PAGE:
Liars are everywhere. We meet them every day, in the workplace, on the bus, and in our families. Dare we even mention politics? For better or worse, lying is an essential part of being human. It allows us to sidestep guilt in favor of a truth that shines a more favorable light upon ourselves. However, the shadow it casts is still a lie.
And why is trust important?
Trust ties us together. It makes the dark forest of our lives into a place where fear evaporates, and understanding can bloom. Trust is important because we are left alone and unsupported without it.
Step 1: Be Vulnerable
Ah, the dreaded secret. We don’t want anyone to know because it might shatter our illusion of ourselves, that shadow we cast. It’s painful. Revealing anything that makes us uncomfortable always will be. While there is some merit to talking about the driving force of courage, it would be misleading.
When we talk about trust, we talk about vulnerability.
Everyone is vulnerable to some extent or other. Consider the introvert who gets invited to a party. They might think, “I don’t know anyone, so why should I go?”. They say, “I’m worried that people will think I'm weird because talking makes me uncomfortable.”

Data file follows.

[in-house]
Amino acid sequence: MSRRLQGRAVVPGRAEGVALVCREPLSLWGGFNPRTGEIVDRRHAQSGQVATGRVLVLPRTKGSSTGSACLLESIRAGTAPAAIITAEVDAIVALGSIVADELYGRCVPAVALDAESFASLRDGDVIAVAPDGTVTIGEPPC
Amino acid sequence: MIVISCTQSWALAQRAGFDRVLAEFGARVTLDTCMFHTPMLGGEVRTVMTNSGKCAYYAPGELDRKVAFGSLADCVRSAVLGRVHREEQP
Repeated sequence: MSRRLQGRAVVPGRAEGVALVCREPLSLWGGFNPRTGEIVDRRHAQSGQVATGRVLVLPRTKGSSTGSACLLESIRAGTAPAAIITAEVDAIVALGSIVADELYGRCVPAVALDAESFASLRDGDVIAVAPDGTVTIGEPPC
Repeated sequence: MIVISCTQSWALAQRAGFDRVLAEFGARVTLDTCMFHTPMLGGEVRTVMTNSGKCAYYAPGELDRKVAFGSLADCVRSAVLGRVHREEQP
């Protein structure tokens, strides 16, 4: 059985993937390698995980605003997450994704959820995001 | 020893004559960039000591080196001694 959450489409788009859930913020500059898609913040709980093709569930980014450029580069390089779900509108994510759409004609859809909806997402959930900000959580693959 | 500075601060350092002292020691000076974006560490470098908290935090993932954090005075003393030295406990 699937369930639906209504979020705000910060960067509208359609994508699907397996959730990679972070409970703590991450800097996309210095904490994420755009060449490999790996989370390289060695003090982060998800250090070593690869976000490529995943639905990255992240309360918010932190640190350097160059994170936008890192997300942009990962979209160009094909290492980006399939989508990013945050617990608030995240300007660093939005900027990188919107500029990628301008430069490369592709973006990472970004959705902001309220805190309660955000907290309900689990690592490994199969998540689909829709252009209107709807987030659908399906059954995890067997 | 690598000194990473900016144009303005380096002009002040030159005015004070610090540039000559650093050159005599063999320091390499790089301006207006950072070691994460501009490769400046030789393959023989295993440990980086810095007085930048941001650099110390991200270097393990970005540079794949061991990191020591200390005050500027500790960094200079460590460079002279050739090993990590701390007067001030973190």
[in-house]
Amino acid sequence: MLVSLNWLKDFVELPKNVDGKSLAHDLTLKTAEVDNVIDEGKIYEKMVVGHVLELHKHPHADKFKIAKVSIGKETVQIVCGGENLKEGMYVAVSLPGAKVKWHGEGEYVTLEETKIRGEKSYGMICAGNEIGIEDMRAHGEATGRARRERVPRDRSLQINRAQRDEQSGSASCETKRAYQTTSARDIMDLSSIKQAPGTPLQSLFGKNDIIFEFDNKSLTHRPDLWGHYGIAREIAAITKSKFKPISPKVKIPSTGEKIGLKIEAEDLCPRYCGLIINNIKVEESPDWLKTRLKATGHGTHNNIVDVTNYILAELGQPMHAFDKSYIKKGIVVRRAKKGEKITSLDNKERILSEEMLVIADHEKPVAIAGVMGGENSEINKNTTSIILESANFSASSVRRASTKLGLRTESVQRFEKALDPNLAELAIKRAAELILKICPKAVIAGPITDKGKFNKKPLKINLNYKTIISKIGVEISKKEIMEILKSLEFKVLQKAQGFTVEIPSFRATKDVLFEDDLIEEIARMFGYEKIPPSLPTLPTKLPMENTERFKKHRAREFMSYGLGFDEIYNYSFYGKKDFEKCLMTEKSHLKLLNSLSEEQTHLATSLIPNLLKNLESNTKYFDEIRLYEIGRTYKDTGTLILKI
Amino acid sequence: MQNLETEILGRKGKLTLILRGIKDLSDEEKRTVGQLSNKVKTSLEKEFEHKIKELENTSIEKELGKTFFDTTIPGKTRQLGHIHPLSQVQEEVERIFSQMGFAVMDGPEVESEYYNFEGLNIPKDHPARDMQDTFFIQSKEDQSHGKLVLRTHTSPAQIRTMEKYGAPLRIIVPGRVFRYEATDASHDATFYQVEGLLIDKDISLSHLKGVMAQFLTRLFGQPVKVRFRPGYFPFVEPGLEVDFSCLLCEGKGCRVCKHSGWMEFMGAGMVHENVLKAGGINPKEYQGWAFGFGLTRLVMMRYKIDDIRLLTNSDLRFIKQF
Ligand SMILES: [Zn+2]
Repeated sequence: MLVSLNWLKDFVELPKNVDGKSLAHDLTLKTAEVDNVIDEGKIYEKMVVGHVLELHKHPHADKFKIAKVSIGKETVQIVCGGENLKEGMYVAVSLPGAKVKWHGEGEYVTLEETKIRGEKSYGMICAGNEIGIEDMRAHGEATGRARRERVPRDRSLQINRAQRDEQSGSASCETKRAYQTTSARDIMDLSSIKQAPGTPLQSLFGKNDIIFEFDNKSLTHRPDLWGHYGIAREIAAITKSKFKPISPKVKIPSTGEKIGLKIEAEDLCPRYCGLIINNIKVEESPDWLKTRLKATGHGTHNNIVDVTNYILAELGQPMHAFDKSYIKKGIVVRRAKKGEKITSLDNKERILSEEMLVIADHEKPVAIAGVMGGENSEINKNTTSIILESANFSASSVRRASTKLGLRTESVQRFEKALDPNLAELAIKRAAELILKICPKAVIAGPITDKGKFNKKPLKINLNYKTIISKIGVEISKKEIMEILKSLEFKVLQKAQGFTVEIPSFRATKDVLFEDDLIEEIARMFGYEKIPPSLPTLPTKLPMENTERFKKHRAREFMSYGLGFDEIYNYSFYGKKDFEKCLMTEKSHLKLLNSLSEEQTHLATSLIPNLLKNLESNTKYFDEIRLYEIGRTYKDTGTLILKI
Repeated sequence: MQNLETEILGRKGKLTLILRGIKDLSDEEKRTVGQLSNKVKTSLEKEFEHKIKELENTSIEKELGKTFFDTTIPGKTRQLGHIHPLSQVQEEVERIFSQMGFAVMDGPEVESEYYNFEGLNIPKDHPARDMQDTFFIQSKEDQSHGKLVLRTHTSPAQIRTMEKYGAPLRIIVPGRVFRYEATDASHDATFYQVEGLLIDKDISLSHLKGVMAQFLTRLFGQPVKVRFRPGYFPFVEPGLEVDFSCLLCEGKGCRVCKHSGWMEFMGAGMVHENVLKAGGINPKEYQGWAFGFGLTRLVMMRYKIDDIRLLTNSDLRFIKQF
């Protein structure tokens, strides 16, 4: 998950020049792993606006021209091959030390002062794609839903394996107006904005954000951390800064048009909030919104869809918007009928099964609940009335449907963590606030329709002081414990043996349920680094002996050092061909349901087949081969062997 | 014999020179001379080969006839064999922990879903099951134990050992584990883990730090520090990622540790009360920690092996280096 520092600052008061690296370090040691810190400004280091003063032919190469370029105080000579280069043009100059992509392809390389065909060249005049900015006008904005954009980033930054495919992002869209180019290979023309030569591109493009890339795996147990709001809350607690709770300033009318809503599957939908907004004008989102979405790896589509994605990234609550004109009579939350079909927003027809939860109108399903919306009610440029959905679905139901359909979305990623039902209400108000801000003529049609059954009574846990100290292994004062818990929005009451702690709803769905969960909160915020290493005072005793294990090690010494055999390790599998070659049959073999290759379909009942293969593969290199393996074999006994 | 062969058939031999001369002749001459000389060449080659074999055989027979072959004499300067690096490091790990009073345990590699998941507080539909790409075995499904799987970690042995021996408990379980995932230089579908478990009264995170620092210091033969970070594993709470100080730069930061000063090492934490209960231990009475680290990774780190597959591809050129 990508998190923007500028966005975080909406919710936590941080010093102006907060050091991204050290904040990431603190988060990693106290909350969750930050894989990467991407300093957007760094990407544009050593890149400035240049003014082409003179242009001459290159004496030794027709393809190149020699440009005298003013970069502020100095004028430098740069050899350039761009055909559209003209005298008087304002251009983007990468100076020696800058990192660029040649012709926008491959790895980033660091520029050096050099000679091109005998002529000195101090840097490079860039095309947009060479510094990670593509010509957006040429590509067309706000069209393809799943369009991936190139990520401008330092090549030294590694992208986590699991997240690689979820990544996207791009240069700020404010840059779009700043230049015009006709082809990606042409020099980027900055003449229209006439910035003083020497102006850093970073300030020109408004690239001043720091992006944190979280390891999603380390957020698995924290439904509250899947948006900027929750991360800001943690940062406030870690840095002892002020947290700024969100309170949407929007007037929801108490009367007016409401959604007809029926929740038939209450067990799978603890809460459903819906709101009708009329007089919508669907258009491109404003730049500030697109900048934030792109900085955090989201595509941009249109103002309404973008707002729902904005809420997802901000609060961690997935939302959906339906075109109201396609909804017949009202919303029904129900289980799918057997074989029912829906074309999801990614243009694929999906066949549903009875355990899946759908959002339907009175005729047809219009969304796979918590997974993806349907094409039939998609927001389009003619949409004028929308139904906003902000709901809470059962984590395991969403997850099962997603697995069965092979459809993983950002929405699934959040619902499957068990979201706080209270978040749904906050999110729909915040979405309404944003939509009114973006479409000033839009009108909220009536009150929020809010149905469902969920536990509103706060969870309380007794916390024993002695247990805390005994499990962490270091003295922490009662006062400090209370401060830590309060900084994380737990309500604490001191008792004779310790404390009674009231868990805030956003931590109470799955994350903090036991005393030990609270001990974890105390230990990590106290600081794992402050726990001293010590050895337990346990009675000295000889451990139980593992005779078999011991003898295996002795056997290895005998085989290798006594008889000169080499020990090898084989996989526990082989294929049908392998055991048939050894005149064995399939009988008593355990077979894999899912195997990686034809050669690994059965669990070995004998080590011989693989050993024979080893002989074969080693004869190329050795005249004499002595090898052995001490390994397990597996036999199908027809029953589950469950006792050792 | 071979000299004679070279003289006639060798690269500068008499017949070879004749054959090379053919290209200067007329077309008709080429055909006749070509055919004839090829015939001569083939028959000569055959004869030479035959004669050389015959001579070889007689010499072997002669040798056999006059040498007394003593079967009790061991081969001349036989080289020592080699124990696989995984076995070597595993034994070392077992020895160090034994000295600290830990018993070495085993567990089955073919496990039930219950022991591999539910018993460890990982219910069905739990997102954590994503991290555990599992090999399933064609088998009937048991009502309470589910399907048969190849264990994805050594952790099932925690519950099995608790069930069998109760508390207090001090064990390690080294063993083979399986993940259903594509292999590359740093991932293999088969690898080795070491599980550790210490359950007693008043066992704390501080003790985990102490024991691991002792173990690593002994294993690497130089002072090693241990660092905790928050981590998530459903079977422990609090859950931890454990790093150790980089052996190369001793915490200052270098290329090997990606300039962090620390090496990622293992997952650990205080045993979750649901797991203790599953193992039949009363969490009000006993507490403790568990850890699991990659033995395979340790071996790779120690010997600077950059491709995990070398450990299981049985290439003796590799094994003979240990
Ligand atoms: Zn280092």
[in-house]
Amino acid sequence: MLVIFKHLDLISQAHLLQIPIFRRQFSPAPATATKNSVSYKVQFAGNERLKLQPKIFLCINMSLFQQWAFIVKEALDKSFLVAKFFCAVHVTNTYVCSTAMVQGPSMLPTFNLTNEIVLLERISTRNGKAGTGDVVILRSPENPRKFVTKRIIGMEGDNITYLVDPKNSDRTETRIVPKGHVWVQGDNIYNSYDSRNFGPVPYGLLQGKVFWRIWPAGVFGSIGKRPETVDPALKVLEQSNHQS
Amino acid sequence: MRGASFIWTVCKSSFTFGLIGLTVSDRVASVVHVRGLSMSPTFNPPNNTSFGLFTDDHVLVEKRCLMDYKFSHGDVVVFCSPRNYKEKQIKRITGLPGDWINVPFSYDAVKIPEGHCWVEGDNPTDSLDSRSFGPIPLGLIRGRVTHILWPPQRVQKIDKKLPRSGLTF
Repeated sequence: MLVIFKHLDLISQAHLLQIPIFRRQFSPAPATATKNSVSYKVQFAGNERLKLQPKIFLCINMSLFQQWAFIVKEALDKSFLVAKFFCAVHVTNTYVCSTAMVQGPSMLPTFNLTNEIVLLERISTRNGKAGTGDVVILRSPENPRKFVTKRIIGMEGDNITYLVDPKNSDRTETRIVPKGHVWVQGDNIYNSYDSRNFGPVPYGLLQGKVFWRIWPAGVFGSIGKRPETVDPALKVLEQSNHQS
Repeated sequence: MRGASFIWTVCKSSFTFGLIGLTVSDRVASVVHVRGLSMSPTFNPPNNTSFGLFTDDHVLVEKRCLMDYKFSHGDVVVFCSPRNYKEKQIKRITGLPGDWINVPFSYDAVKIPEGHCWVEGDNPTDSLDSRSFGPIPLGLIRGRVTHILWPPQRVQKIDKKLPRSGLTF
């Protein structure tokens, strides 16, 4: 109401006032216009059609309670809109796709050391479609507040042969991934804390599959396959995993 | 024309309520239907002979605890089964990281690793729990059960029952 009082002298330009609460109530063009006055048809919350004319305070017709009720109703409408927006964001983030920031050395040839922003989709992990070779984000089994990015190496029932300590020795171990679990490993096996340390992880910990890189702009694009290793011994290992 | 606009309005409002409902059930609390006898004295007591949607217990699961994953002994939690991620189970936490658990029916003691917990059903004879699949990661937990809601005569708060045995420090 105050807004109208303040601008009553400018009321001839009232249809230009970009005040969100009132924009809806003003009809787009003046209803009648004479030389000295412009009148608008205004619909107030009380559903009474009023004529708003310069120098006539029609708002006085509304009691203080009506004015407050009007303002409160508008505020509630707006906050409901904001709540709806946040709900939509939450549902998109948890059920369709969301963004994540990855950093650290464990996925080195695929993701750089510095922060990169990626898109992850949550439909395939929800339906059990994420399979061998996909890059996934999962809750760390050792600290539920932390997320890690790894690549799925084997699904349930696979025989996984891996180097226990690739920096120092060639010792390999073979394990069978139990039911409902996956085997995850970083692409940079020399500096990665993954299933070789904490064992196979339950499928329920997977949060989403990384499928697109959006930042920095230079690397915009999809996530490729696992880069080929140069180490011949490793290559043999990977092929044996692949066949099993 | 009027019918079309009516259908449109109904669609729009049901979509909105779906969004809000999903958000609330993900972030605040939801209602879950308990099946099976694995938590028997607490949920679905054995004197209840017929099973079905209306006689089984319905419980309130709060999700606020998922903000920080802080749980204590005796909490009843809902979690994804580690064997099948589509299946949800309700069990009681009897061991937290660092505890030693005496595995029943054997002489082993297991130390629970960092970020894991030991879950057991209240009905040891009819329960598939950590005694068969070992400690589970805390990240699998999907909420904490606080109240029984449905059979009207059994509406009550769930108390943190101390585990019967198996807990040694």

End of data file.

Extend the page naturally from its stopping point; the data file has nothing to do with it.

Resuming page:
Instead of interacting with people at the party, they stand in the corner, half-heartedly sipping a beer every so often. You might even hear a grunt or two from them whenever someone musters the nerve to talk to them. Their fear of showing their vulnerability ultimately causes them to feel like the "weirdo in the corner."
How different might that night be if our introverts revealed their vulnerability? Suddenly, their actions wouldn’t seem strange at all.
A simple, "Hey guys, I'm just a bit shy and like to spend time alone, but I'm trying something new. Thanks for understanding." There would be an understanding between the partygoers because everybody now trusts each other.